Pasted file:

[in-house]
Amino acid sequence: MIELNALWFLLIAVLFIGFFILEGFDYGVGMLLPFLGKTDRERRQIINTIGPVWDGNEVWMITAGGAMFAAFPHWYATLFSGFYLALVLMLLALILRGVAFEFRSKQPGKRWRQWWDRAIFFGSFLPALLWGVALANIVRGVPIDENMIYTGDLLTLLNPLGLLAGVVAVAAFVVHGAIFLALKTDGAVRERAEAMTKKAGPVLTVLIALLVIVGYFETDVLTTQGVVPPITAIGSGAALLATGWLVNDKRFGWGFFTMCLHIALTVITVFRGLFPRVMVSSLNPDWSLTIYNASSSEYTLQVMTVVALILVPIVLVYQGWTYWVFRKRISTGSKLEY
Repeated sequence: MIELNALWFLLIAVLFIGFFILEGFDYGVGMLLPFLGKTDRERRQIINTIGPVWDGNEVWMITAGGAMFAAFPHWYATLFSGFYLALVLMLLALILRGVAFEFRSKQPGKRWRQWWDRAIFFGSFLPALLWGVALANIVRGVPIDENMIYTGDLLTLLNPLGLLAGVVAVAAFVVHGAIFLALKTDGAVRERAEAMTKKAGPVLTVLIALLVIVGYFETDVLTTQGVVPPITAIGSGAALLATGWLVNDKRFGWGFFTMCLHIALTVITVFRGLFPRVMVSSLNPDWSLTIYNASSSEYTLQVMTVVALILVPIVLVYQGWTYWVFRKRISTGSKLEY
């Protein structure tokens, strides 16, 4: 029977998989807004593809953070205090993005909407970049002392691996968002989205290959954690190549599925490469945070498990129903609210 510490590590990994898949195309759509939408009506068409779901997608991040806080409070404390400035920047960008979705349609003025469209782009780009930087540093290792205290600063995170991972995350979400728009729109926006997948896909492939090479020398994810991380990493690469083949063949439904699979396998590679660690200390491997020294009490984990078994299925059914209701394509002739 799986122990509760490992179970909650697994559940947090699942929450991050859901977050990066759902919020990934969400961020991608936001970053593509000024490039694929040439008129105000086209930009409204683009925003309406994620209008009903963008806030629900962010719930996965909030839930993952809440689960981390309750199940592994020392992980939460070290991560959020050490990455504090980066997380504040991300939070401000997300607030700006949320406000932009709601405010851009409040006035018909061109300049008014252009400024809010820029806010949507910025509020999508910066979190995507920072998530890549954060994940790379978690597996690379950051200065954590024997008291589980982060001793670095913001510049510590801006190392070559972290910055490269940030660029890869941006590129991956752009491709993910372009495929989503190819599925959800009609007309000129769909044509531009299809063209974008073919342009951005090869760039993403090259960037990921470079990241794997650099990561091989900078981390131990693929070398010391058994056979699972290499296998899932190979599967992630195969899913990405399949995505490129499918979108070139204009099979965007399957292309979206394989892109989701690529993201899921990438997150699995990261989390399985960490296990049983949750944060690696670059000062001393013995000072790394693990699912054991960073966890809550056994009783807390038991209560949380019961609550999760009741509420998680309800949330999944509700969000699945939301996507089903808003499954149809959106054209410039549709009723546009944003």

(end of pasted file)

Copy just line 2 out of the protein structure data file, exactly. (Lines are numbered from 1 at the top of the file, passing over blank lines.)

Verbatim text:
Amino acid sequence: MIELNALWFLLIAVLFIGFFILEGFDYGVGMLLPFLGKTDRERRQIINTIGPVWDGNEVWMITAGGAMFAAFPHWYATLFSGFYLALVLMLLALILRGVAFEFRSKQPGKRWRQWWDRAIFFGSFLPALLWGVALANIVRGVPIDENMIYTGDLLTLLNPLGLLAGVVAVAAFVVHGAIFLALKTDGAVRERAEAMTKKAGPVLTVLIALLVIVGYFETDVLTTQGVVPPITAIGSGAALLATGWLVNDKRFGWGFFTMCLHIALTVITVFRGLFPRVMVSSLNPDWSLTIYNASSSEYTLQVMTVVALILVPIVLVYQGWTYWVFRKRISTGSKLEY